Top 5: Orange Hockey Jerseys
Three years ago, we thought it’d be fun to rank all the green jerseys that have existed in the league to celebrate St Patrick’s Day. Two years ago, we did gold jerseys, because every leprechaun loves the pot of gold. Last year, we did black jerseys, because of Ireland’s national drink –
whiskey Guinness. This year, it’s orange. Why? Because orange is in Ireland’s flag.
Aaaaaaand I’m not sure what we’re gonna do next year at this point. Purple jerseys, because black eyes are purple, and “Fighting Irish”? Yeah, I’m kinda worried about it. But that’s a problem for future me. Present me is here to talk orange.
Sorry, orange hockey jerseys. Not presidential orange. That’s a whole different thing for a different website.
We’re going in the Way Back Machine for this first jersey, to a team that existed for just one season, but damn, did they ever exist in style. After the 1929–30 season, the Pittsburgh Pirates moved to Philly and then were immediately hated by Philadelphia because they came from Pittsburgh. Okay, last part = fake news, but the first part = true.
As you’ll see, the key to any orange jersey is simplicity, either in colours or design elements. The multitude of skinny stripes isn’t necessarily minimalist, but the the rest of the jerseys keeps it simple: only black is used, simple shoulder stripes, and the OG of scripted chest crests. It’s unique, impactful, and worthy of a mention on this list.
We’re going in the Way Defunct Machine for this next jersey, jumping leagues to the most defunct team in a now defunct league. The Spurs played only 32 games before moving to Ottawa to become the Civics and lasted another 9 games. But damn, did they ever play those 32 games in style.
Like the Quakers, it’s just orange and black with some white thrown in to add some needed contrast. The striping is consistent and classic, and manages to give an otherwise minimalist jersey just enough impact to look really good. It’s about as quintessentially a hockey jersey you can get, and it’s orange, so it makes this list.
Of note, to move to Ottawa was so hasty that their jerseys were just the same as the Spurs, but with the logo crests removed. That WHA was wacky.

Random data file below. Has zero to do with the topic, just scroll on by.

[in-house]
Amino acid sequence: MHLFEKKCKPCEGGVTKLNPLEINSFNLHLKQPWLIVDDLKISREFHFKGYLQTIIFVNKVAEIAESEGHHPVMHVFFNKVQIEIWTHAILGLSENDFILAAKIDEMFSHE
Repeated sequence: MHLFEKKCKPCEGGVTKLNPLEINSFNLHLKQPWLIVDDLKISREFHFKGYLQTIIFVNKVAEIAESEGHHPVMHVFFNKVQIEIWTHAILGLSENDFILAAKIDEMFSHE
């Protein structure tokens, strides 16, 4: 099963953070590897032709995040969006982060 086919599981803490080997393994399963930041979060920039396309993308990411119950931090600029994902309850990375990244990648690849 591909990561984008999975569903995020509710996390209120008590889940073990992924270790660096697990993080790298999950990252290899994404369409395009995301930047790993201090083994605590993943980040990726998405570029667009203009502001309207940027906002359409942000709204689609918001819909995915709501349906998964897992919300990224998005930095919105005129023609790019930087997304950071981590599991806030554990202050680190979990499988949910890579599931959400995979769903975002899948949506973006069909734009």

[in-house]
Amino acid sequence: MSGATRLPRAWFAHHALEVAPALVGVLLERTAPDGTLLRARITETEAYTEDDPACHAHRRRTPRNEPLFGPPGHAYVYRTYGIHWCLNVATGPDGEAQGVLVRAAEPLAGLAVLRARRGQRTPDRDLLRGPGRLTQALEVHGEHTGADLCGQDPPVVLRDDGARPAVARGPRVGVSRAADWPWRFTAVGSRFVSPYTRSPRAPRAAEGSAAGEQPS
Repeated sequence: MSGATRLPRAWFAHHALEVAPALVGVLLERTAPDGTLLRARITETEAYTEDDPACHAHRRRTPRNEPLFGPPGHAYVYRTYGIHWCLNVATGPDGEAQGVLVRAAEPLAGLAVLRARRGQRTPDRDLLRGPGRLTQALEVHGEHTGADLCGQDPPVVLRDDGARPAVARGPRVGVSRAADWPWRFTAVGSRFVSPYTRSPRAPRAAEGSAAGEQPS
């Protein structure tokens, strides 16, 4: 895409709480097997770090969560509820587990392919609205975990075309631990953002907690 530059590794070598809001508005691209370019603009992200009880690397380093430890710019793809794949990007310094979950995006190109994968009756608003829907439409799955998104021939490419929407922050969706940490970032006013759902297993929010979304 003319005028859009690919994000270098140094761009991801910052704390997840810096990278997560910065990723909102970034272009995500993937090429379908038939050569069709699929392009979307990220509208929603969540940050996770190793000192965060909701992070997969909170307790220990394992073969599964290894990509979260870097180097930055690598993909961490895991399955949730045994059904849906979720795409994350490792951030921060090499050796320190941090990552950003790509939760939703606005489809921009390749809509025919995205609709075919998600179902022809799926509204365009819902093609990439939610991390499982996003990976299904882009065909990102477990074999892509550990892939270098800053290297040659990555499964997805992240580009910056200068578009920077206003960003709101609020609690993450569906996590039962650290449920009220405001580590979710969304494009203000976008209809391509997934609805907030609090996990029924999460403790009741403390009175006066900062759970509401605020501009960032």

It’s not all orange-and-black on the list, with the Oilers making an appearance. Staying with the WHA, these are updated versions from the Oilers original jerseys from that league, complete with numbers on the shoulders, and simple, consistent, classic striping on the sleeves and bottoms of the jerseys. But these are more refined with a better balance between the different elements.
As for the blue, it’s a complementary colour to orange, meaning that when combined in the right proportions (in additive colours), they produce white light. They also look great together in the right proportions, specifically where one can be the dominant colour and the other a secondary one. And the Oilers achieve that here with a great amount of rich royal blue added to an intense orange, which makes it look really fantastic and packs a visual punch.
Those new home jerseys, with the too-dark blue, different orange that looks like neon on TV, and off-balance use of white? Yeah, not so much.
These are not only great orange jerseys, but they’re probably the best All Star Game jerseys ever worn. The striped cuff-to-cuff shoulder yokes look a bit dated now, but the use of the Rangers-esque text across the chest, with simple orange/black/white colour scheme and the refined use of stars as design elements on the sleeves and jersey bottoms, it’s hard to beat. It’s a great mixture of simplicity, uniqueness, and visual impact.
And seeing how the image above features nine(!) Edmonton Oilers at the All Star Game, it’s basically the best orange jersey the Oilers have ever worn.
• More: Top 5: Best NHL All-Star Jerseys
For me, this was an easy decision. The specific tone of orange is perfect. The balance of orange with black and white is perfect. The logo – one of the best in the league – matches the jerseys balance of simplicity with strength and impact perfectly. The curved cuff-to-cuff should stripe is too thin to be called a yoke, and it adds a modern and unique touch that breaks up the sea of orange perfectly. It’s the
gold- orange-standard that all orange jerseys should strive to achieve.